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Bryan Adams, Director, FactSet M&A, contributed to this article.

Earlier this month, Amazon announced that it was acquiring Whole Foods Market for $13.7 billion. This deal represents Amazon’s largest acquisition ever, dwarfing the 2009 purchase of for $1.2 billion. While Amazon CEO Jeff Bezos has not released any additional details about the acquisition, it has been the main topic of conversation across various corners of the market since the announcement. Two areas of debate are the potential deflationary impact of the deal and repercussions for the grocery industry and the retail industry as a whole.

Giant Deal Not Enough to Move Inflation

Although he did not refer specifically to the Amazon-Whole Foods purchase, in an interview last week with CNBC, Chicago Fed President Charles Evans suggested that corporate mergers had the potential to put “more competitive pressures on price margins.” Evans expressed this concern on the heels of the FOMC’s 25 basis point rate increase on June 14. However, even before Evans’ comments, markets were already betting against another rate hike. CME fed funds futures are currently predicting that we will not see another rate hike for at least another six months.

How likely is this deal to put downward pressure on overall prices? Keep in mind that food and beverages represent just 14.6% of the Consumer Price Index (CPI), while housing makes up 42.6% of the index. So consumer food prices are a relatively minor portion of overall prices, and their movements are largely determined by fluctuations in commodity prices, which can be extremely volatile. In fact, the price indices followed by the FOMC are the so-called core indices, which exclude food and energy prices, both of which are highly correlated with commodity price movements. While Amazon has been able to drive down prices in other retail sectors with its sophisticated distribution network, it is not clear whether the giant would have any impact on food prices and overall inflation, especially in the near-term.

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Faster Decline for Brick-and-Mortar

The market reaction to the news is based on the assumption that Amazon has the power to disrupt the grocery industry just as it has other retail industry segments. The deal comes at a time when all brick-and-mortar retail has been suffering, and grocery stores have not been immune. Leading up to the announcement, Whole Foods had experienced seven consecutive quarters of declining same store sales, and its stock price had fallen to nearly half of its 2013 peak. In fact, this weak performance resulted in activist investors moving on the stock and agitating for change in recent months. If largely internal or micro forces drove this deal, Whole Foods would have been the target of a takeover eventually by any number of suitors. In that case, the macro impact is even more likely to be modest unless there are many more deals in the pipeline.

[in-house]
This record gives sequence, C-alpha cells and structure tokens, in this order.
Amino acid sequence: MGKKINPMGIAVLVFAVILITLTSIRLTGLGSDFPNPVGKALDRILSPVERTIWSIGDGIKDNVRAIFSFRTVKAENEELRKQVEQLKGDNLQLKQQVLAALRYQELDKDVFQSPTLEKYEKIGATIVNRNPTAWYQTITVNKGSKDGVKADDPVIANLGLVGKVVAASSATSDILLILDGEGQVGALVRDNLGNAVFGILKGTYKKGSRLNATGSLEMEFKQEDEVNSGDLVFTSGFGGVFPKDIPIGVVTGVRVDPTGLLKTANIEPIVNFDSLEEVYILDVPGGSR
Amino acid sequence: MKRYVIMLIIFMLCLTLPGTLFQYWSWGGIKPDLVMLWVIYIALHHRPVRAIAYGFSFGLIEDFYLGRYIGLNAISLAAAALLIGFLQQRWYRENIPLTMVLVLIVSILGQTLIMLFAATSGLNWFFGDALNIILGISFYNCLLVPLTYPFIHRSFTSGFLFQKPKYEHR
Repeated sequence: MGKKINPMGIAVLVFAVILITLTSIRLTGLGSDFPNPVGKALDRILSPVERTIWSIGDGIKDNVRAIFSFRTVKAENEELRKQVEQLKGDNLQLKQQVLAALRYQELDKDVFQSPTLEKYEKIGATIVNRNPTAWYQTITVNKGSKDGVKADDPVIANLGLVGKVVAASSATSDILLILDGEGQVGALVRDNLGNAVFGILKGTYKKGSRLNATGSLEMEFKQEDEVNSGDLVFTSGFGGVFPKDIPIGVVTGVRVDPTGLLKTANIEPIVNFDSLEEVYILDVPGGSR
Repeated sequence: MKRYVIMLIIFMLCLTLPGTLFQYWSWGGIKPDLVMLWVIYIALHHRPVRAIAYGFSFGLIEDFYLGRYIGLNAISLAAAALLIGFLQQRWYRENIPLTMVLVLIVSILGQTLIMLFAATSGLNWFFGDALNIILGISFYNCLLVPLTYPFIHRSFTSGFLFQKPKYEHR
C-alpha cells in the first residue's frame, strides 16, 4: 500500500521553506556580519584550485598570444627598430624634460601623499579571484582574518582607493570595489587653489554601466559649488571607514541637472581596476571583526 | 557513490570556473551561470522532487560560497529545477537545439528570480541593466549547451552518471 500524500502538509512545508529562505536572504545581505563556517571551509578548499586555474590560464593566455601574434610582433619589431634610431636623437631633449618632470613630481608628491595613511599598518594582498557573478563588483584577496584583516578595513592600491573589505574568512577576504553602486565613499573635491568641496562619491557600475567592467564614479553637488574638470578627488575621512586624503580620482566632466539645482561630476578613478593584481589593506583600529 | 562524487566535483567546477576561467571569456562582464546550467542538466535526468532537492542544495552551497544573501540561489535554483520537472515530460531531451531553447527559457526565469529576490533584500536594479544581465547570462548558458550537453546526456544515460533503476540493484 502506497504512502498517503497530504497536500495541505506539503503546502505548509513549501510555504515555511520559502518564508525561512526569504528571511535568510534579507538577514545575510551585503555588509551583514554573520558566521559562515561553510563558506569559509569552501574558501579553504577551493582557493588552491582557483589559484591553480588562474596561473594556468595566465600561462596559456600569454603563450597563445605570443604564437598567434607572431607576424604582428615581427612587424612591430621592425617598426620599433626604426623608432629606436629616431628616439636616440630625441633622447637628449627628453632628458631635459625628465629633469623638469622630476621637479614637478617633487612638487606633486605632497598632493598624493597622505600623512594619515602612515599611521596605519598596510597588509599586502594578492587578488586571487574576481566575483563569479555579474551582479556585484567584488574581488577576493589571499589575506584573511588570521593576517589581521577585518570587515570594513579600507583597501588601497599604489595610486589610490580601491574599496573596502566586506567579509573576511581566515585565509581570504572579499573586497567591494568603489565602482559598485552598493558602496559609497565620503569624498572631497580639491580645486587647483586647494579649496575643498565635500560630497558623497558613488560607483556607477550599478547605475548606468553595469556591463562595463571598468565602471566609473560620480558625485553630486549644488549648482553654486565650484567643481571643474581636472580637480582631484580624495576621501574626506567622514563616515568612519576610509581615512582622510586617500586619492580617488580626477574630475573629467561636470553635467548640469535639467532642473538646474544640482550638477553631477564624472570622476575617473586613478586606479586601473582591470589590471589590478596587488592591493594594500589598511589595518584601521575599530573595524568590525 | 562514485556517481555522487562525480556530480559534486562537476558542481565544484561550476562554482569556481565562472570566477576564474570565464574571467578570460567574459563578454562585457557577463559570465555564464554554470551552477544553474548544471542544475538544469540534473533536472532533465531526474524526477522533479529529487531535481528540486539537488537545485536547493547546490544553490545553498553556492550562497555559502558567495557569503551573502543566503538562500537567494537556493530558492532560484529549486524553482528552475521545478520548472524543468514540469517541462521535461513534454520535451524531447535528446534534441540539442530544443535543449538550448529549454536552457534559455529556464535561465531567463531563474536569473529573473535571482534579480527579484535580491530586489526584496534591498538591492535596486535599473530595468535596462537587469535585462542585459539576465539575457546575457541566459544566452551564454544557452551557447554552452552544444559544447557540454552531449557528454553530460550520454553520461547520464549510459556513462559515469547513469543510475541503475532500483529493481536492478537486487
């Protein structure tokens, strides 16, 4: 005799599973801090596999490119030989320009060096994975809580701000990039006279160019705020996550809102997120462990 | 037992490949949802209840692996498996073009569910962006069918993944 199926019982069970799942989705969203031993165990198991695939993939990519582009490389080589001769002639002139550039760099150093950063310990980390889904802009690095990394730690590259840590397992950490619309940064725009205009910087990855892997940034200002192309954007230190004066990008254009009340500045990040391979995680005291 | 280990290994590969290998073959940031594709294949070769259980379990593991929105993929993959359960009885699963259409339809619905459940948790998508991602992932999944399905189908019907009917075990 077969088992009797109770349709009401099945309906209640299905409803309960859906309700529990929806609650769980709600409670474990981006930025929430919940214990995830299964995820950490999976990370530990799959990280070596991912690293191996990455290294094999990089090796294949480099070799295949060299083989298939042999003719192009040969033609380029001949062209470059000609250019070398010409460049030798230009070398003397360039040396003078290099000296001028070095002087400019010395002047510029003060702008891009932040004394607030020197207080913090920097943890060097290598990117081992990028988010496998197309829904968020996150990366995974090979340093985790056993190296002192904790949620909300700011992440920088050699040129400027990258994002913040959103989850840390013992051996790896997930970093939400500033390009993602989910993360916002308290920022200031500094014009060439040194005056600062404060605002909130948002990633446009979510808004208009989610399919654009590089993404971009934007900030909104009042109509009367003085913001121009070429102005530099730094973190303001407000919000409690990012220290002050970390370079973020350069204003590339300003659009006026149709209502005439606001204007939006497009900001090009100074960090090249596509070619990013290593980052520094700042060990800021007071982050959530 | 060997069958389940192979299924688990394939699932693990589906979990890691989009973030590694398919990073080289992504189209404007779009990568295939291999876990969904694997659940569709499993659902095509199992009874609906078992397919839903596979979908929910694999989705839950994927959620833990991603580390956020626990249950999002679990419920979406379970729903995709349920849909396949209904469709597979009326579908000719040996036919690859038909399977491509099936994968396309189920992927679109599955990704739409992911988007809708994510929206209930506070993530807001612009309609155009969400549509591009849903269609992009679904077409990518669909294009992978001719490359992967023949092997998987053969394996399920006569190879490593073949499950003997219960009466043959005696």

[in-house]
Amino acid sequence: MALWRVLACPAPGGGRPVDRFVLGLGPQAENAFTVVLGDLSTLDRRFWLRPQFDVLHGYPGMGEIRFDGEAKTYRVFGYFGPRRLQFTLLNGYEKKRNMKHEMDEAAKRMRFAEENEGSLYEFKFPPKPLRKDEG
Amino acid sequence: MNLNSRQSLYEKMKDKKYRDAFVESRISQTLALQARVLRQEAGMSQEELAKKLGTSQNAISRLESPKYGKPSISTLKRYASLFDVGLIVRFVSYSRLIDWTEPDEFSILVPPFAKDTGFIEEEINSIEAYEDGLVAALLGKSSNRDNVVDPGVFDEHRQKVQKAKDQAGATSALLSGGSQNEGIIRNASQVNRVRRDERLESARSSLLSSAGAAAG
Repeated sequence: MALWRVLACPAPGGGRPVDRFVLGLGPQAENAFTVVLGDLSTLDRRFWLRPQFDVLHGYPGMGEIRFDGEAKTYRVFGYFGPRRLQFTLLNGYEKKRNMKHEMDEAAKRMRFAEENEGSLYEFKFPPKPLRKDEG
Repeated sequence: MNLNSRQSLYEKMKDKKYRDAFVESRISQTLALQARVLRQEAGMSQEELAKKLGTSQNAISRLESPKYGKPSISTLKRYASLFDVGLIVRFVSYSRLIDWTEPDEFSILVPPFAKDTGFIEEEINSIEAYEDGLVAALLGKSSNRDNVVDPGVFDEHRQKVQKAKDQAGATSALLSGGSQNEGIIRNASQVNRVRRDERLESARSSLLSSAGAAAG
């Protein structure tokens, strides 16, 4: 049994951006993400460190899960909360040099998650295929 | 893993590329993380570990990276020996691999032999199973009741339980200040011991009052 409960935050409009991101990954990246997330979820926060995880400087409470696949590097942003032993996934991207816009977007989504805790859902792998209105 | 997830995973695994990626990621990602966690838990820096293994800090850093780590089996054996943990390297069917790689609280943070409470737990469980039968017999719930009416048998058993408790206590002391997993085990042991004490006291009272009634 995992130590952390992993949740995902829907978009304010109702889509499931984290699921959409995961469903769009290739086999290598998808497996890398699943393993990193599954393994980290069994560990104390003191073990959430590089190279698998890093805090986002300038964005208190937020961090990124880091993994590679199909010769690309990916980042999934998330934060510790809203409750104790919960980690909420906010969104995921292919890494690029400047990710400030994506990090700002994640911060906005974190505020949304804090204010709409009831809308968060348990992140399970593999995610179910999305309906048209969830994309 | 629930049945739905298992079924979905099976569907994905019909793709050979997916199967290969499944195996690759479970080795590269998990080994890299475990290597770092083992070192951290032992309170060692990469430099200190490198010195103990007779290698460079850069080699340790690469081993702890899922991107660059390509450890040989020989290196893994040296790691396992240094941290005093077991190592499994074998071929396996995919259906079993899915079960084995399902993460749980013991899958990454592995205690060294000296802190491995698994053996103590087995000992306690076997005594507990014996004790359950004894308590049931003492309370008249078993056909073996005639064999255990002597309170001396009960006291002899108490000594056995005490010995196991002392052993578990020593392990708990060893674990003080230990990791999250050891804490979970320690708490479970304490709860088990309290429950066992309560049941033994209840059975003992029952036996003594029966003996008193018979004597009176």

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Nevertheless, the stock price impact for competitors of both firms was swift. Whole Foods competitor Kroger failed to meet estimates in its last earnings report, released one day before the AMZN-WFM news. The stock fell 18.9% that day and dropped another 9.2% with the news of the Amazon deal the following day. Food retailer SuperValu saw a 14.4% dip with the AMZN-WFM announcement. Amazon competitors Wal-Mart, Target, and Costco Wholesale also experienced price drops that day of 4.7%, 5.1% and 7.2%, respectively.

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Amazon’s foray into the grocery industry actually began back in 2007 with AmazonFresh, a grocery delivery service. The purchase of Whole Foods may be just what the company needs to transform the grocery industry, as it has with other retail sectors. But its broader economic impact may be limited to the ongoing transformation of the retail sector toward online shopping and less on overall inflation.




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VP, Associate Director, Thought Leadership and Insights
Sara Potter is responsible for developing applications that facilitate the analysis of global markets at a macro level, highlighting FactSet’s vast benchmark and economic content sets. Since joining FactSet in 1999, Ms. Potter has also managed the economic database development team, where she was responsible for the integration of third-party economic content as well as the development of FactSet Economics data. Ms. Potter received a M.A. in International Economics and Finance from Brandeis University and holds a B.A. in Economics and French from Dartmouth College. She is a CFA charterholder.

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